Words, Julia Johnson, Messy Lines
The latest exhibition at Corke Gallery is by Mexican artist Ernesto Muniz. These works have all been created since Muniz arrived in the UK in July, and the results are a delight for the senses. The initial impact of each work is a little overwhelming initially, but with attention you can see the thought that has gone into selecting just the right image for just the right place to create an overall effect.
Much of the work is concerned with The Big Questions – love, religion, death. The abundant use of religious imagery is particularly striking, with many works mixing iconography from all the world religions. This is most explicit in OK, I’m Dead, Now What? – one of the more literal pieces in the exhibition, it presents the complete pantheon of afterlife possibilities. On the day I went to see the show Muniz was at the gallery, and happy to discuss his work. He talked about how he wants to show different cultures coming together, in an age where many people want to build walls to divide us.
In this multiplicity of colour and image, the works in shades of subdued greys stand out. This palette is down to Muniz’s extensive use of city backgrounds in these pieces. This mix of colour and imagery initially brings to mind Romanticist ideas of the city as a life-draining, corrupting force. But those of us who live in Liverpool know from experience that this isn’t the case, and the artist would agree. At the centre of each picture, either big and silver, or intricate and anatomically drawn, is a heart. Other areas are illuminated with colour. These are cities which are vibrant, in a way literally living, places to be.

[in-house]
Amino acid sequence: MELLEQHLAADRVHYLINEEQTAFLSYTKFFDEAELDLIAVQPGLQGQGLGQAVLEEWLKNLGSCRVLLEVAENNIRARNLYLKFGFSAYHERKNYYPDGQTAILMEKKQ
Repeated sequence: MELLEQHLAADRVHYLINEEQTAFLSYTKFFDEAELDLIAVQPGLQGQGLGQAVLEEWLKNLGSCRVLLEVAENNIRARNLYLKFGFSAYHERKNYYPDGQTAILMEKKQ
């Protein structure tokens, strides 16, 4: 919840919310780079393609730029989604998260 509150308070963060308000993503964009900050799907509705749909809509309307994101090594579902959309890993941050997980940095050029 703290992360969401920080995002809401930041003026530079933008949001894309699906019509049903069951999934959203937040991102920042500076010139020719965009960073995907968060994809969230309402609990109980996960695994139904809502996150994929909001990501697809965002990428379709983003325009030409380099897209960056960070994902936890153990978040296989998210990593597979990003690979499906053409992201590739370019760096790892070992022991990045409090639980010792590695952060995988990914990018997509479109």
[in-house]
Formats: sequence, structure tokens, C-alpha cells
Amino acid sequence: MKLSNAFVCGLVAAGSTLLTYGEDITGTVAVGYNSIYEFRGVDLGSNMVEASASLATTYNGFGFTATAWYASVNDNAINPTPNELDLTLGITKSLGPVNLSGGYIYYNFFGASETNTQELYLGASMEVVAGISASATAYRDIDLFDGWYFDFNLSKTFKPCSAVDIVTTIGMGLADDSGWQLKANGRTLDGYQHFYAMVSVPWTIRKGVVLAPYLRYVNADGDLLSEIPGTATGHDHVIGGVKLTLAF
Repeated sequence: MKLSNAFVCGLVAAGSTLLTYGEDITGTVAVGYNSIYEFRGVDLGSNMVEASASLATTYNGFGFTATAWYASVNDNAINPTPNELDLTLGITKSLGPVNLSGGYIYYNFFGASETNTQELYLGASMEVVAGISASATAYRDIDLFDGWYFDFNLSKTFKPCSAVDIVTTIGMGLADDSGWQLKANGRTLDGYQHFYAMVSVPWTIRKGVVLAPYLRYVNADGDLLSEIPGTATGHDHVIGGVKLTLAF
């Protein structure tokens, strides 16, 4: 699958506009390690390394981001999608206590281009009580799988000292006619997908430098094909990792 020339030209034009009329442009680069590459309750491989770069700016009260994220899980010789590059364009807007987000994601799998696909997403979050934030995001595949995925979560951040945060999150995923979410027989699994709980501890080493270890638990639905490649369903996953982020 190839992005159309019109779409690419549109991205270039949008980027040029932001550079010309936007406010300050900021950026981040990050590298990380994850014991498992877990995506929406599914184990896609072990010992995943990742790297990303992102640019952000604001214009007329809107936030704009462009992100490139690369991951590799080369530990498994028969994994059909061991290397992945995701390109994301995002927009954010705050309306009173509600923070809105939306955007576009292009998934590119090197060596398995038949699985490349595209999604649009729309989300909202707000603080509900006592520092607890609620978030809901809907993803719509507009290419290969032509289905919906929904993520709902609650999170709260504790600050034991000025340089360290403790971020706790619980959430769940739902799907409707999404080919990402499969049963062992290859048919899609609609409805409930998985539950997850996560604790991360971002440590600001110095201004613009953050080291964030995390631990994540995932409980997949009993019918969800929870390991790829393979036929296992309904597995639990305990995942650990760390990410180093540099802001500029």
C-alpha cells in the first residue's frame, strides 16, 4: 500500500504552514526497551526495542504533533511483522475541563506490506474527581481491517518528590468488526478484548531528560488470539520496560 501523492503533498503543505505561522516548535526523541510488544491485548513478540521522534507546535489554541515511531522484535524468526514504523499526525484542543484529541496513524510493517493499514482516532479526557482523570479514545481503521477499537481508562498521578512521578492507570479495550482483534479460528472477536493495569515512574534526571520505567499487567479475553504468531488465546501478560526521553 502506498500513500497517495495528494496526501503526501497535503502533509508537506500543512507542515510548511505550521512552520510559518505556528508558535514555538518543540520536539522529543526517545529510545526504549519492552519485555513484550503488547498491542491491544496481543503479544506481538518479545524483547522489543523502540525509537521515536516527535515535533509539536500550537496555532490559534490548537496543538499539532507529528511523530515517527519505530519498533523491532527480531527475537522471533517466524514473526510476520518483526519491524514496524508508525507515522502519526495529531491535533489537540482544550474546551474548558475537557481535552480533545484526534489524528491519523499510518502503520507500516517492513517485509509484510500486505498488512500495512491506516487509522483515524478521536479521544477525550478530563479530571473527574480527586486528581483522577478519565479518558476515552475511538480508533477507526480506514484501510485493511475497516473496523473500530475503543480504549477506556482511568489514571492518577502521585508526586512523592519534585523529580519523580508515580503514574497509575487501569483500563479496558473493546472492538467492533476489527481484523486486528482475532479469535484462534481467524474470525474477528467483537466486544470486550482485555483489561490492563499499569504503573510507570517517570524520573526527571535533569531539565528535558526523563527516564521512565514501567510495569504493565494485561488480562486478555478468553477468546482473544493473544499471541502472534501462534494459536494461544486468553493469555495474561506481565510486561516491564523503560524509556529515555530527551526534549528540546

The older works, exhibited in a back room, seems more serious in nature, and some dark elements are carried through into the newer collages – here a man about to jump off a roof, there a young Jesus breaking into to a piggy bank. But the overall sense I took from the exhibition was one of optimism. The piece Entertaining Death is a good example of this – the title suggests the theme, as sober as they come. But Muniz’s inclusion of rainbows and tuba-playing angels suggest that there’s nothing to be taken too seriously here. Life – and death – can be a musical, colourful party, and if you spend some time with these artworks it’s one you’ll want to attend.